A popular topic among separating and retiring military members is whether or not it is better to take terminal leave or sell it. I have heard a lot of heated debates about which is better, and I have even heard people raise their voices about this topic.
Most people feel selling back their hard-earned leave is a black or white issue, but it’s not. It is a very important and emotional financial issue to consider. Separating or retiring can be a stressful time, so it is well worth your time to plan ahead! I hope this information helps make a few people’s decisions easier.
The Argument for Taking Terminal Leave:
Most of the people that argue in favor of taking terminal leave stress that you get the full benefits while you are on terminal leave (BAH, BAS, incentive pay, health care, etc.). Their main argument is that you are shorting yourself by not getting the full monetary benefits when you sell leave.
Another popular argument for taking terminal leave is that this is time off you have earned. And most people with a lot of terminal leave have not taken it because operations tempos were too high, they didn’t have time to take leave, or they chose to save their leave.
All of these are legitimate arguments and have their place.
The Arguments for Selling Leave:
The decision to sell leave usually stems from one of two reasons:
- Wanting more money, or
- Not being able to take all your terminal leave.
Selling Terminal Leave for the Money
Many servicemembers sell their leave to get a cash infusion when they are leaving the military. If you have no immediate plans for employment following separation, or if you absolutely need the money, you can choose to work until your separation date and sell the remaining leave.
In effect you will be getting more money than had you taken terminal leave because you would have received full pay and benefits until your separation date; the sold leave is compensation for time off you never took.
There are some people who view selling leave as missing out on benefits since they could earn their full pay and benefits without having to work. However, servicemembers who choose to work up to, or close to, their termination date, and then sell their leave will earn their full benefits that entire time.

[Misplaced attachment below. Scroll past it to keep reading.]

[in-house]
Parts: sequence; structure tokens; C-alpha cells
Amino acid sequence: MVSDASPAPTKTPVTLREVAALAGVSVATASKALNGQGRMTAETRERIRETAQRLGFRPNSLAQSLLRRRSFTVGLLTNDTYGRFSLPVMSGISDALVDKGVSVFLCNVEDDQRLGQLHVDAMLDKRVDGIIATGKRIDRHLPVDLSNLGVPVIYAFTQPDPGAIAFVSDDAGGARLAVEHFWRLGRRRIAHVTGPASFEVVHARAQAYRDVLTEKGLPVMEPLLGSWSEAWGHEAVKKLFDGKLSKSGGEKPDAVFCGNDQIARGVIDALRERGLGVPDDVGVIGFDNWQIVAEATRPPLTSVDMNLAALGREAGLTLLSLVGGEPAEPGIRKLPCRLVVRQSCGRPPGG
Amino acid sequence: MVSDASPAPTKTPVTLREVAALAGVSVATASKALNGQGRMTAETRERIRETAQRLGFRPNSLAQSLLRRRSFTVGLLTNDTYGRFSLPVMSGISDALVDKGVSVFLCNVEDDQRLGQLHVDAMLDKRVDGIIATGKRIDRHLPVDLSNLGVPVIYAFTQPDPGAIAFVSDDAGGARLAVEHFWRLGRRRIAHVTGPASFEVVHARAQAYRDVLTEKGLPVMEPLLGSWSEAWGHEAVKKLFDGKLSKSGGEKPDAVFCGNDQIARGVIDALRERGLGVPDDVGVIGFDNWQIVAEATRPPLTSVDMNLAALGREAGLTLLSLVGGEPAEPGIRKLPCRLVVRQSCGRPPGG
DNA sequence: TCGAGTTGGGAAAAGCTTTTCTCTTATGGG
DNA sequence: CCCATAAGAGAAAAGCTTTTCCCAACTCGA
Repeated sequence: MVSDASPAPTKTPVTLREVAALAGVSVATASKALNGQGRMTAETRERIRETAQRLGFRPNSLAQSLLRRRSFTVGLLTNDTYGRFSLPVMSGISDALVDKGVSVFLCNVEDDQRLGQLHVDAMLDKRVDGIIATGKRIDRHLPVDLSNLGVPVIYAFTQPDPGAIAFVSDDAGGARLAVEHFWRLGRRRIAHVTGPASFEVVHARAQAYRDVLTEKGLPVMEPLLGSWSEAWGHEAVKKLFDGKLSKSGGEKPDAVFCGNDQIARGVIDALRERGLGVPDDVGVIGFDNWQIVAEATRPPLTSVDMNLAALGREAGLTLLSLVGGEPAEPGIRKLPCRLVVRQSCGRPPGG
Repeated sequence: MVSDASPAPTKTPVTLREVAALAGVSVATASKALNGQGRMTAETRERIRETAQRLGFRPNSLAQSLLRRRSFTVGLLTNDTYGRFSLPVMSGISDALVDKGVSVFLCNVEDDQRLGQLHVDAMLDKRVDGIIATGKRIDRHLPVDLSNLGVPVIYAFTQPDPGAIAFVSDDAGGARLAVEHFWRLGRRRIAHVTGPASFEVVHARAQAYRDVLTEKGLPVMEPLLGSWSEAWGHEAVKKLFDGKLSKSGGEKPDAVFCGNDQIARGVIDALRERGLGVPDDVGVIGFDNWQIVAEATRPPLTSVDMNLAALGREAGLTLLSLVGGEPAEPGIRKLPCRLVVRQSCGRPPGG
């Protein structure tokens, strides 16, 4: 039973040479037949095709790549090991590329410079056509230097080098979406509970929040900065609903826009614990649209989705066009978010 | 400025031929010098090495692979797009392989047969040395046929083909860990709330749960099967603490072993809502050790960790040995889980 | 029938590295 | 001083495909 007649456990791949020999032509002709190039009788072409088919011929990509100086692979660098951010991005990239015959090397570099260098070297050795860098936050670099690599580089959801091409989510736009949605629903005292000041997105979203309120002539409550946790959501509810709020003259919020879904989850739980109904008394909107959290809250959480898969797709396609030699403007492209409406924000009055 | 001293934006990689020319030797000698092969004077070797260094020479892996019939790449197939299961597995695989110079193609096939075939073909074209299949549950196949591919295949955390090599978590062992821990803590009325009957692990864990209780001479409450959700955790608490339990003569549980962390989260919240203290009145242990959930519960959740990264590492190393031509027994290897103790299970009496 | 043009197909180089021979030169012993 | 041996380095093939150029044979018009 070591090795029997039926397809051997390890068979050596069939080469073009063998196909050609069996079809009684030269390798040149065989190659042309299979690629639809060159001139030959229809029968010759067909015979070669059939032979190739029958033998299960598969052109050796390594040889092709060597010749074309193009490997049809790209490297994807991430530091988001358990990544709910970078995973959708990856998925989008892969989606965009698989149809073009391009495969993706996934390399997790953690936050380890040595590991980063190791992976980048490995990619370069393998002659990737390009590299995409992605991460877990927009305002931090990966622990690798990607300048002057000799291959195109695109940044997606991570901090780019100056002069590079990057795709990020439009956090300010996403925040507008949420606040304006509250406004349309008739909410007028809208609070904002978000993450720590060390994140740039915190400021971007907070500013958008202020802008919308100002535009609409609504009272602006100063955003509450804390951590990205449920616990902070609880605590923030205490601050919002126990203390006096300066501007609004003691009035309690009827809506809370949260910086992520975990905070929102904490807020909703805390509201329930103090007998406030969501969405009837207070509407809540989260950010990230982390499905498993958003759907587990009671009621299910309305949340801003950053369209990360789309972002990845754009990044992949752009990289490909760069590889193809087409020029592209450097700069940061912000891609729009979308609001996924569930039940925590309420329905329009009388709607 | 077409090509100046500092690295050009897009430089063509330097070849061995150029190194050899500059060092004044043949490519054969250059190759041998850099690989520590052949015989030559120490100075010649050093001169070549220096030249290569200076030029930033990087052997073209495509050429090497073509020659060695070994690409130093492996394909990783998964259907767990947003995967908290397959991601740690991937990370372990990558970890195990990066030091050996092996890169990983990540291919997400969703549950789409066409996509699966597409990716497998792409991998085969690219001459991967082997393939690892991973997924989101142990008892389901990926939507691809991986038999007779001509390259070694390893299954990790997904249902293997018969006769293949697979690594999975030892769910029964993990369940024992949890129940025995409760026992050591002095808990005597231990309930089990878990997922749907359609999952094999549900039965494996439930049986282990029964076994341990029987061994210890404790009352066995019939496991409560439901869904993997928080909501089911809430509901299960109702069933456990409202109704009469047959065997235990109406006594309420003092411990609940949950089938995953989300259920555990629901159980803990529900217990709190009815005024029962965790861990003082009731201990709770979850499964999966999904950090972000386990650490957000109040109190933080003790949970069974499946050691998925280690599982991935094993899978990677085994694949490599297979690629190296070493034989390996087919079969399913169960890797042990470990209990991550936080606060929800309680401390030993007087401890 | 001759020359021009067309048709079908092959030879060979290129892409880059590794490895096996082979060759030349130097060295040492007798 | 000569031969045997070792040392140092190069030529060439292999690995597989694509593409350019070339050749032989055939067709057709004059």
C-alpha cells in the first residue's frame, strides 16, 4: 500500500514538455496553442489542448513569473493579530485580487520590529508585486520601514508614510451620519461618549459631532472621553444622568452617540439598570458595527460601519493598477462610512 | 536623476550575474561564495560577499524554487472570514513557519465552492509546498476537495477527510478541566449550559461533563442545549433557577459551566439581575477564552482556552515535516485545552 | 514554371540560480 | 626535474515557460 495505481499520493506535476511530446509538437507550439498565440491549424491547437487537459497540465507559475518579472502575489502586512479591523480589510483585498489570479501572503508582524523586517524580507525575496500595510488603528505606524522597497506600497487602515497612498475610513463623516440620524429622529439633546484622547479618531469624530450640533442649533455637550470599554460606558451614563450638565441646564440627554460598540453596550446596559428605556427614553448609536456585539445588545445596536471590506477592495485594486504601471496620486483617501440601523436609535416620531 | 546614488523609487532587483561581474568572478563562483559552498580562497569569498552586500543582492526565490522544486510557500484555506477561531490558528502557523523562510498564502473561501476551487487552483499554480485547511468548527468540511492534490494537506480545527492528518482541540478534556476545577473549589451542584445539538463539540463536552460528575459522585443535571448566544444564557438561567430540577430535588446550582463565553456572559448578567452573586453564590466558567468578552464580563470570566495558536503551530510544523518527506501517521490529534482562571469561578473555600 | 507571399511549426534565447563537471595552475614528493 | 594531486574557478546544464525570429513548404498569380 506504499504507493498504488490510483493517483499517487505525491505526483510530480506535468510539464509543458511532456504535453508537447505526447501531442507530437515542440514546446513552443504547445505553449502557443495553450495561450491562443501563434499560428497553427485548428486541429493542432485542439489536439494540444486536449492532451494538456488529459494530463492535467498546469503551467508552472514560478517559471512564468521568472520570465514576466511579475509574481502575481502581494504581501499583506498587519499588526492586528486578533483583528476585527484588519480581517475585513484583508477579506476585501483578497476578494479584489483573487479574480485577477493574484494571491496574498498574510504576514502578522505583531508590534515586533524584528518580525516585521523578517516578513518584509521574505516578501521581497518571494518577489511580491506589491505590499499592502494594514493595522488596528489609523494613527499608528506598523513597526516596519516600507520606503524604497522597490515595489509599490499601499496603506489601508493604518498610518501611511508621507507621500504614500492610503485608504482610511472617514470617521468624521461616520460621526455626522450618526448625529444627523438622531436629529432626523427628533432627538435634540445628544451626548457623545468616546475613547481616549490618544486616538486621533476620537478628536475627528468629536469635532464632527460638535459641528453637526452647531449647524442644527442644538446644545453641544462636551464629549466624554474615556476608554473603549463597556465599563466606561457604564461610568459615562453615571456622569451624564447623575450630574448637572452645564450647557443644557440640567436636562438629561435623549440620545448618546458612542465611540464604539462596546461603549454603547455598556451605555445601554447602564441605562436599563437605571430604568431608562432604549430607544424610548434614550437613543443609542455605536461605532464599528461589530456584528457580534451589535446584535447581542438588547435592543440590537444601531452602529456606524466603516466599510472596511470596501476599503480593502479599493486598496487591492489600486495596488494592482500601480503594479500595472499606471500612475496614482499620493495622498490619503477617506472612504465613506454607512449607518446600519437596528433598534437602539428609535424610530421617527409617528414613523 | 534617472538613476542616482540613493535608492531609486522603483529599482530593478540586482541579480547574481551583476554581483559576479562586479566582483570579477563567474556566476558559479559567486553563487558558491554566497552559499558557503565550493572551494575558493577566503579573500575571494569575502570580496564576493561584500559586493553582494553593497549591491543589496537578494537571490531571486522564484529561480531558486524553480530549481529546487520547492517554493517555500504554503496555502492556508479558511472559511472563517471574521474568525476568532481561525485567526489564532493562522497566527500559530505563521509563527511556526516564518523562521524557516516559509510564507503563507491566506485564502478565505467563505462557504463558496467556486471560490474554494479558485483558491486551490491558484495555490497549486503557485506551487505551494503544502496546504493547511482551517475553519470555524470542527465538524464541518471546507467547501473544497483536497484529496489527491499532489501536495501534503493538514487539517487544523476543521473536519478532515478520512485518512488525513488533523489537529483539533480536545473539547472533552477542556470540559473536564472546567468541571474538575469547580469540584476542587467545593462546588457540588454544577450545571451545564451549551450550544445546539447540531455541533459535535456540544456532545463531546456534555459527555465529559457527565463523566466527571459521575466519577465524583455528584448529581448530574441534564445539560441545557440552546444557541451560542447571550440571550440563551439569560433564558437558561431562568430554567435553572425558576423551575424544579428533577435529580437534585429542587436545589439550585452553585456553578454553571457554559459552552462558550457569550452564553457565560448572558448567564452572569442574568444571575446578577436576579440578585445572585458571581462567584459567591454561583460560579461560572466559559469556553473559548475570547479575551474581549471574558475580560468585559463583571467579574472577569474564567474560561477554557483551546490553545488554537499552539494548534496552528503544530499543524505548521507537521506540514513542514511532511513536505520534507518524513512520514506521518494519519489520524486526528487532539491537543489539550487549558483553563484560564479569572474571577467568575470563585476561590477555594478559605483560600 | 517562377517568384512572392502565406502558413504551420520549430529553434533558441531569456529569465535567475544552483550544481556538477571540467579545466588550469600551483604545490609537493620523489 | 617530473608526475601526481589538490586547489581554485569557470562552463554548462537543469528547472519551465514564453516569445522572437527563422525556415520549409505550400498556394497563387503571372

Selling their leave after that time allows that servicemember to receive an extra chunk of money when they separate. It really comes down to personal preference as to which is better.
Selling Terminal Leave Because You Can’t Take it All
Believe it or not, some units don’t allow people to take a lot of terminal leave. Some units will allow you to take up to 60 days of terminal leave if you are retiring. But some units may cap that amount at 30 days.
Still, other units may be even more strict. Here are two personal examples I’ve seen:
When my wife separated from the USAF (she did not retire), she was told by her supervision she could only take 2 weeks terminal leave. The rest of the leave she will have to sell. This is common for critically manned fields, especially for those who are not retiring.
My brother, who is a Marine, told me their old Top would allow Marines who were separating after completing their first enlistment to take only 5 days of terminal leave no matter what. I guess a lot depends on the unit.
Separating from an overseas location may also impact your decision.
Pros & Cons to Selling Terminal Leave
Pros to selling leave: